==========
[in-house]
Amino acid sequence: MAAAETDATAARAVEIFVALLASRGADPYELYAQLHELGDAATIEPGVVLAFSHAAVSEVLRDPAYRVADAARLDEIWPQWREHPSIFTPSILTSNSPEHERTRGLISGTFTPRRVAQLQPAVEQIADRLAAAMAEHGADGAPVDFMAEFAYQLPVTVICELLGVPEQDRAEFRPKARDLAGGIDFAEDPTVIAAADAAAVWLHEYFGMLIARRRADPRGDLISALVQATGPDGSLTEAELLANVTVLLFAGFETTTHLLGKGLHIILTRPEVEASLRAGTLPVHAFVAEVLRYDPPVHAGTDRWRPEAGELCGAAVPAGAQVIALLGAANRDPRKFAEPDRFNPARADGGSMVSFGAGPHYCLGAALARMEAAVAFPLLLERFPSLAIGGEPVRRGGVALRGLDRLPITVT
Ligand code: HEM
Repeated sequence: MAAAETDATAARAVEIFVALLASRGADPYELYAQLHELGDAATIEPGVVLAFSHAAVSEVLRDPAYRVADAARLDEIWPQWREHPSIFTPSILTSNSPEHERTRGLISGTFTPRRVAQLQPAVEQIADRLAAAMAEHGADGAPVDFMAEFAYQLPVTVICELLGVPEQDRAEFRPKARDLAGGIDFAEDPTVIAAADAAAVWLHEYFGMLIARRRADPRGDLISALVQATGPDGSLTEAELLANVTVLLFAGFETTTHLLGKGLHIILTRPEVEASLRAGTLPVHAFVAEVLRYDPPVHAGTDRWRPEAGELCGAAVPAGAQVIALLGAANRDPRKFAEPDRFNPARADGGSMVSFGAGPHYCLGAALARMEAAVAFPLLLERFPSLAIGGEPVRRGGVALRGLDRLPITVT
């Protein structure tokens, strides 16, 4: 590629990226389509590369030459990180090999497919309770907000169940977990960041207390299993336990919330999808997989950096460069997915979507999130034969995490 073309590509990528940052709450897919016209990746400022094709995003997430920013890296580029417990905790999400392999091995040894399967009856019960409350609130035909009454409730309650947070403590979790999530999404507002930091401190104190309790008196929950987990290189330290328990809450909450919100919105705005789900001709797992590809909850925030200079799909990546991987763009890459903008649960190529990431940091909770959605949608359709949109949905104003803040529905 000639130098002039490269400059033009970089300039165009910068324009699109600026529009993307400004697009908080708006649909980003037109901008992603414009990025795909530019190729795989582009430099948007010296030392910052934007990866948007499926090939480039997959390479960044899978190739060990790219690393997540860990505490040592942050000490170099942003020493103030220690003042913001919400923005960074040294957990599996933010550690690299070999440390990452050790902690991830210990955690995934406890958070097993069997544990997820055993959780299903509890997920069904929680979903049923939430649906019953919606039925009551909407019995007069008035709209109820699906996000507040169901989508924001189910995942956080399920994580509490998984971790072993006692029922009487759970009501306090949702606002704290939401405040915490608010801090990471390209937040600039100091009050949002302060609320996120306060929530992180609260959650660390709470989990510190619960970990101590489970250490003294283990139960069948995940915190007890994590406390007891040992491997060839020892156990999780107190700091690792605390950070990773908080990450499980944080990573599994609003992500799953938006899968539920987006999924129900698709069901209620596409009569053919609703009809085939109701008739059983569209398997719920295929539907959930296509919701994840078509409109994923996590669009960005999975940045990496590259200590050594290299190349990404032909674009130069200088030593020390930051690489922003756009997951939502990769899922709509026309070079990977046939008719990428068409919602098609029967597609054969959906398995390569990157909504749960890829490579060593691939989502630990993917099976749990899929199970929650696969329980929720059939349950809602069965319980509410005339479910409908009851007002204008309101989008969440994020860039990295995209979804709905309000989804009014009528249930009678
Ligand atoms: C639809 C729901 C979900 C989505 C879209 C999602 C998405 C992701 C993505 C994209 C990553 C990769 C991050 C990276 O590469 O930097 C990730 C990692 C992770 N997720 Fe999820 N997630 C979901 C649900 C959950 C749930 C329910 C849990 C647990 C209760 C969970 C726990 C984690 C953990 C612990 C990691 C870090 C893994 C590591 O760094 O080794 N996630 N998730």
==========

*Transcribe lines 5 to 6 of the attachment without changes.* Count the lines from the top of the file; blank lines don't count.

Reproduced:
């Protein structure tokens, strides 16, 4: 590629990226389509590369030459990180090999497919309770907000169940977990960041207390299993336990919330999808997989950096460069997915979507999130034969995490 073309590509990528940052709450897919016209990746400022094709995003997430920013890296580029417990905790999400392999091995040894399967009856019960409350609130035909009454409730309650947070403590979790999530999404507002930091401190104190309790008196929950987990290189330290328990809450909450919100919105705005789900001709797992590809909850925030200079799909990546991987763009890459903008649960190529990431940091909770959605949608359709949109949905104003803040529905 000639130098002039490269400059033009970089300039165009910068324009699109600026529009993307400004697009908080708006649909980003037109901008992603414009990025795909530019190729795989582009430099948007010296030392910052934007990866948007499926090939480039997959390479960044899978190739060990790219690393997540860990505490040592942050000490170099942003020493103030220690003042913001919400923005960074040294957990599996933010550690690299070999440390990452050790902690991830210990955690995934406890958070097993069997544990997820055993959780299903509890997920069904929680979903049923939430649906019953919606039925009551909407019995007069008035709209109820699906996000507040169901989508924001189910995942956080399920994580509490998984971790072993006692029922009487759970009501306090949702606002704290939401405040915490608010801090990471390209937040600039100091009050949002302060609320996120306060929530992180609260959650660390709470989990510190619960970990101590489970250490003294283990139960069948995940915190007890994590406390007891040992491997060839020892156990999780107190700091690792605390950070990773908080990450499980944080990573599994609003992500799953938006899968539920987006999924129900698709069901209620596409009569053919609703009809085939109701008739059983569209398997719920295929539907959930296509919701994840078509409109994923996590669009960005999975940045990496590259200590050594290299190349990404032909674009130069200088030593020390930051690489922003756009997951939502990769899922709509026309070079990977046939008719990428068409919602098609029967597609054969959906398995390569990157909504749960890829490579060593691939989502630990993917099976749990899929199970929650696969329980929720059939349950809602069965319980509410005339479910409908009851007002204008309101989008969440994020860039990295995209979804709905309000989804009014009528249930009678
Ligand atoms: C639809 C729901 C979900 C989505 C879209 C999602 C998405 C992701 C993505 C994209 C990553 C990769 C991050 C990276 O590469 O930097 C990730 C990692 C992770 N997720 Fe999820 N997630 C979901 C649900 C959950 C749930 C329910 C849990 C647990 C209760 C969970 C726990 C984690 C953990 C612990 C990691 C870090 C893994 C590591 O760094 O080794 N996630 N998730």